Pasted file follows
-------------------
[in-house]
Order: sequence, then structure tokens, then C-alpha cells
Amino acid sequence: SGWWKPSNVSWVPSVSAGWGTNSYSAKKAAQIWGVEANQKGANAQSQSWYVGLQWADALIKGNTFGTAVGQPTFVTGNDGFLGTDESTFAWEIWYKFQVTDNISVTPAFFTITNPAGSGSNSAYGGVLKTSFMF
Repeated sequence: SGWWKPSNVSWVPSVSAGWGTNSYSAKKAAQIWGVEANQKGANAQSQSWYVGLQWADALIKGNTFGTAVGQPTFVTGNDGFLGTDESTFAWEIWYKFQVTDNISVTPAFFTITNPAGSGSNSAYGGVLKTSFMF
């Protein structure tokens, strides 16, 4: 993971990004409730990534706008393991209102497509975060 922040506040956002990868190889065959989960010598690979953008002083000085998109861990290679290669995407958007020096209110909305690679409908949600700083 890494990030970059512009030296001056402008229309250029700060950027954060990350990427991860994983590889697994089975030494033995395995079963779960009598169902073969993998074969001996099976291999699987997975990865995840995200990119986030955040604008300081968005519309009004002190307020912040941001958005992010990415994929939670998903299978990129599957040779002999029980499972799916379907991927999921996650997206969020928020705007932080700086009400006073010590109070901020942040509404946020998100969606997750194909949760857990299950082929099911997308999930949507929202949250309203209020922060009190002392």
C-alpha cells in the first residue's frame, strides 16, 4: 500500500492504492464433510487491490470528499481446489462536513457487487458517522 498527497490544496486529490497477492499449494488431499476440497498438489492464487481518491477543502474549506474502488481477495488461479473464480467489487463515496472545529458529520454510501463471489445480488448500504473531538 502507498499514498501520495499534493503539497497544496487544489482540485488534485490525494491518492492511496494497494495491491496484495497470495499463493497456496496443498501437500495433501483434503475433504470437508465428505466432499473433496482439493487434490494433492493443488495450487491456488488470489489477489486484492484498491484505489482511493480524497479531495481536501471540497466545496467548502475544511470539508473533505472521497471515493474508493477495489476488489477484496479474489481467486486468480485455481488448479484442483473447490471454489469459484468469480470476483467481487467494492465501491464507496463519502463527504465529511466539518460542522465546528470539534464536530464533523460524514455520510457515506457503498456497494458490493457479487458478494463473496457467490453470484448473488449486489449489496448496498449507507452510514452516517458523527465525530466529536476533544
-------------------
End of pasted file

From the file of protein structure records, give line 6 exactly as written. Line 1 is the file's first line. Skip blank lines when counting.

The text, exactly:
C-alpha cells in the first residue's frame, strides 16, 4: 500500500492504492464433510487491490470528499481446489462536513457487487458517522 498527497490544496486529490497477492499449494488431499476440497498438489492464487481518491477543502474549506474502488481477495488461479473464480467489487463515496472545529458529520454510501463471489445480488448500504473531538 502507498499514498501520495499534493503539497497544496487544489482540485488534485490525494491518492492511496494497494495491491496484495497470495499463493497456496496443498501437500495433501483434503475433504470437508465428505466432499473433496482439493487434490494433492493443488495450487491456488488470489489477489486484492484498491484505489482511493480524497479531495481536501471540497466545496467548502475544511470539508473533505472521497471515493474508493477495489476488489477484496479474489481467486486468480485455481488448479484442483473447490471454489469459484468469480470476483467481487467494492465501491464507496463519502463527504465529511466539518460542522465546528470539534464536530464533523460524514455520510457515506457503498456497494458490493457479487458478494463473496457467490453470484448473488449486489449489496448496498449507507452510514452516517458523527465525530466529536476533544